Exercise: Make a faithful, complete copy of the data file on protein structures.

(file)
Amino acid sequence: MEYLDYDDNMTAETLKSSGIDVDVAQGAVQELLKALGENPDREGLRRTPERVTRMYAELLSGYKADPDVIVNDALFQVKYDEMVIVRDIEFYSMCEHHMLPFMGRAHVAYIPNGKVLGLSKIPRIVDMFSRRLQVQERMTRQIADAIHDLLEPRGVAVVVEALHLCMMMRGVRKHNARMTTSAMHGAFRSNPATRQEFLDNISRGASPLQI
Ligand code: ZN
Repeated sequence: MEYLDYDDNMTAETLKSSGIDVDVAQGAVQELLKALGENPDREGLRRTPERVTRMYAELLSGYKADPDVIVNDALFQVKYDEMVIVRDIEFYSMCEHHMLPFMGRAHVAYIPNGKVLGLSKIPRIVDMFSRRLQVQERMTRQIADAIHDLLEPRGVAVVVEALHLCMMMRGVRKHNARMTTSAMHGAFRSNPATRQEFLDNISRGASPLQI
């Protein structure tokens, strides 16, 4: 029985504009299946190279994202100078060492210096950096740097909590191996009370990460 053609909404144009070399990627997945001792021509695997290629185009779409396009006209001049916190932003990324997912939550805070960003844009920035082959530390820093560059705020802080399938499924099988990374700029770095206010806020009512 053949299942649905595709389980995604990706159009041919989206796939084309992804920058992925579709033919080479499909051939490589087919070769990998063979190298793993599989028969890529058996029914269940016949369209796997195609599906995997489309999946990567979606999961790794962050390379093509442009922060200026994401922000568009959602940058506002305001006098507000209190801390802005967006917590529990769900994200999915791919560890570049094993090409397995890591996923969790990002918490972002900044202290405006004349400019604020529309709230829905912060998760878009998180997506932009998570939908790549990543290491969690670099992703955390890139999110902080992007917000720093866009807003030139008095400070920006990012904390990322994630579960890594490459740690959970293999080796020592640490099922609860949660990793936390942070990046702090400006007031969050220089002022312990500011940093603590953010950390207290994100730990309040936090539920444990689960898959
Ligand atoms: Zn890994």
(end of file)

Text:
Amino acid sequence: MEYLDYDDNMTAETLKSSGIDVDVAQGAVQELLKALGENPDREGLRRTPERVTRMYAELLSGYKADPDVIVNDALFQVKYDEMVIVRDIEFYSMCEHHMLPFMGRAHVAYIPNGKVLGLSKIPRIVDMFSRRLQVQERMTRQIADAIHDLLEPRGVAVVVEALHLCMMMRGVRKHNARMTTSAMHGAFRSNPATRQEFLDNISRGASPLQI
Ligand code: ZN
Repeated sequence: MEYLDYDDNMTAETLKSSGIDVDVAQGAVQELLKALGENPDREGLRRTPERVTRMYAELLSGYKADPDVIVNDALFQVKYDEMVIVRDIEFYSMCEHHMLPFMGRAHVAYIPNGKVLGLSKIPRIVDMFSRRLQVQERMTRQIADAIHDLLEPRGVAVVVEALHLCMMMRGVRKHNARMTTSAMHGAFRSNPATRQEFLDNISRGASPLQI
């Protein structure tokens, strides 16, 4: 029985504009299946190279994202100078060492210096950096740097909590191996009370990460 053609909404144009070399990627997945001792021509695997290629185009779409396009006209001049916190932003990324997912939550805070960003844009920035082959530390820093560059705020802080399938499924099988990374700029770095206010806020009512 053949299942649905595709389980995604990706159009041919989206796939084309992804920058992925579709033919080479499909051939490589087919070769990998063979190298793993599989028969890529058996029914269940016949369209796997195609599906995997489309999946990567979606999961790794962050390379093509442009922060200026994401922000568009959602940058506002305001006098507000209190801390802005967006917590529990769900994200999915791919560890570049094993090409397995890591996923969790990002918490972002900044202290405006004349400019604020529309709230829905912060998760878009998180997506932009998570939908790549990543290491969690670099992703955390890139999110902080992007917000720093866009807003030139008095400070920006990012904390990322994630579960890594490459740690959970293999080796020592640490099922609860949660990793936390942070990046702090400006007031969050220089002022312990500011940093603590953010950390207290994100730990309040936090539920444990689960898959
Ligand atoms: Zn890994």